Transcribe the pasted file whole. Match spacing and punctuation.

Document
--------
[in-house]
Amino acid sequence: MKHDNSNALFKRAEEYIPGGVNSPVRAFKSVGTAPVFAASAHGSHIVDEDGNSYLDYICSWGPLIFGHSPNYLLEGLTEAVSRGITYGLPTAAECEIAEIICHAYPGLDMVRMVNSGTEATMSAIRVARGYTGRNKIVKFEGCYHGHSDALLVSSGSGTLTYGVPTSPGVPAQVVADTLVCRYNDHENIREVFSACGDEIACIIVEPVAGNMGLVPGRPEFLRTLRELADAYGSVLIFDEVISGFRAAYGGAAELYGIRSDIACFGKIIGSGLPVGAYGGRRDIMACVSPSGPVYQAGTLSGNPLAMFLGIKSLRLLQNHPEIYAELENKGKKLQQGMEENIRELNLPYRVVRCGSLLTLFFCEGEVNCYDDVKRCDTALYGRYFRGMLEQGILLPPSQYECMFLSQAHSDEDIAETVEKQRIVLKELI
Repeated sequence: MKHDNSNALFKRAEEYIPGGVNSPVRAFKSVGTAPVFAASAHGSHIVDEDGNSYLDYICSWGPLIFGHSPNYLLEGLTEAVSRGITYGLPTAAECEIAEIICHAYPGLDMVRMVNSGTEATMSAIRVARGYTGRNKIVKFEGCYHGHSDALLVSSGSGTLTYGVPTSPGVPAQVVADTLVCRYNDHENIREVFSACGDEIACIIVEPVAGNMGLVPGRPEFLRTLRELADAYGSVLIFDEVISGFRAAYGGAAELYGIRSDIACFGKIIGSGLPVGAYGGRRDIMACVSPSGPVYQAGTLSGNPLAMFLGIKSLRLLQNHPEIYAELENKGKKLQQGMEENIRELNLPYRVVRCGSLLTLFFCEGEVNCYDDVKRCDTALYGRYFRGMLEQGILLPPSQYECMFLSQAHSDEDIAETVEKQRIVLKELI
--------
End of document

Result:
[in-house]
Amino acid sequence: MKHDNSNALFKRAEEYIPGGVNSPVRAFKSVGTAPVFAASAHGSHIVDEDGNSYLDYICSWGPLIFGHSPNYLLEGLTEAVSRGITYGLPTAAECEIAEIICHAYPGLDMVRMVNSGTEATMSAIRVARGYTGRNKIVKFEGCYHGHSDALLVSSGSGTLTYGVPTSPGVPAQVVADTLVCRYNDHENIREVFSACGDEIACIIVEPVAGNMGLVPGRPEFLRTLRELADAYGSVLIFDEVISGFRAAYGGAAELYGIRSDIACFGKIIGSGLPVGAYGGRRDIMACVSPSGPVYQAGTLSGNPLAMFLGIKSLRLLQNHPEIYAELENKGKKLQQGMEENIRELNLPYRVVRCGSLLTLFFCEGEVNCYDDVKRCDTALYGRYFRGMLEQGILLPPSQYECMFLSQAHSDEDIAETVEKQRIVLKELI
Repeated sequence: MKHDNSNALFKRAEEYIPGGVNSPVRAFKSVGTAPVFAASAHGSHIVDEDGNSYLDYICSWGPLIFGHSPNYLLEGLTEAVSRGITYGLPTAAECEIAEIICHAYPGLDMVRMVNSGTEATMSAIRVARGYTGRNKIVKFEGCYHGHSDALLVSSGSGTLTYGVPTSPGVPAQVVADTLVCRYNDHENIREVFSACGDEIACIIVEPVAGNMGLVPGRPEFLRTLRELADAYGSVLIFDEVISGFRAAYGGAAELYGIRSDIACFGKIIGSGLPVGAYGGRRDIMACVSPSGPVYQAGTLSGNPLAMFLGIKSLRLLQNHPEIYAELENKGKKLQQGMEENIRELNLPYRVVRCGSLLTLFFCEGEVNCYDDVKRCDTALYGRYFRGMLEQGILLPPSQYECMFLSQAHSDEDIAETVEKQRIVLKELI